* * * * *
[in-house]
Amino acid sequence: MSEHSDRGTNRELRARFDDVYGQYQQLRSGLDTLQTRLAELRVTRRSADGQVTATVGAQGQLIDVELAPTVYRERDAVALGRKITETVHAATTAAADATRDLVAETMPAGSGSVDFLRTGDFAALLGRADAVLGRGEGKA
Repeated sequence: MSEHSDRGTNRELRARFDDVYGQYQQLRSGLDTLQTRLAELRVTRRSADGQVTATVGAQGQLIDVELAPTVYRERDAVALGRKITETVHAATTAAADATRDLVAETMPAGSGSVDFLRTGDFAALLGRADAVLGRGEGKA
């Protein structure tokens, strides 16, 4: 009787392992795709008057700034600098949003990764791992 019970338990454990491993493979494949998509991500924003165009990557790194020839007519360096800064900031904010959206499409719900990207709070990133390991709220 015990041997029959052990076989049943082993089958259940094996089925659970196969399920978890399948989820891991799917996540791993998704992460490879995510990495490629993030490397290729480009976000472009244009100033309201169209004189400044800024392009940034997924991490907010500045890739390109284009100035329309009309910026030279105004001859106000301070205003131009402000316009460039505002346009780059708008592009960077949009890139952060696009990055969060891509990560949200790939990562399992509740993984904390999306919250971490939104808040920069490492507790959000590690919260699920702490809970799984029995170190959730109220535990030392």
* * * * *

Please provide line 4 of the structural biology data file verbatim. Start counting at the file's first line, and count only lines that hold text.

């Protein structure tokens, strides 16, 4: 009787392992795709008057700034600098949003990764791992 019970338990454990491993493979494949998509991500924003165009990557790194020839007519360096800064900031904010959206499409719900990207709070990133390991709220 015990041997029959052990076989049943082993089958259940094996089925659970196969399920978890399948989820891991799917996540791993998704992460490879995510990495490629993030490397290729480009976000472009244009100033309201169209004189400044800024392009940034997924991490907010500045890739390109284009100035329309009309910026030279105004001859106000301070205003131009402000316009460039505002346009780059708008592009960077949009890139952060696009990055969060891509990560949200790939990562399992509740993984904390999306919250971490939104808040920069490492507790959000590690919260699920702490809970799984029995170190959730109220535990030392």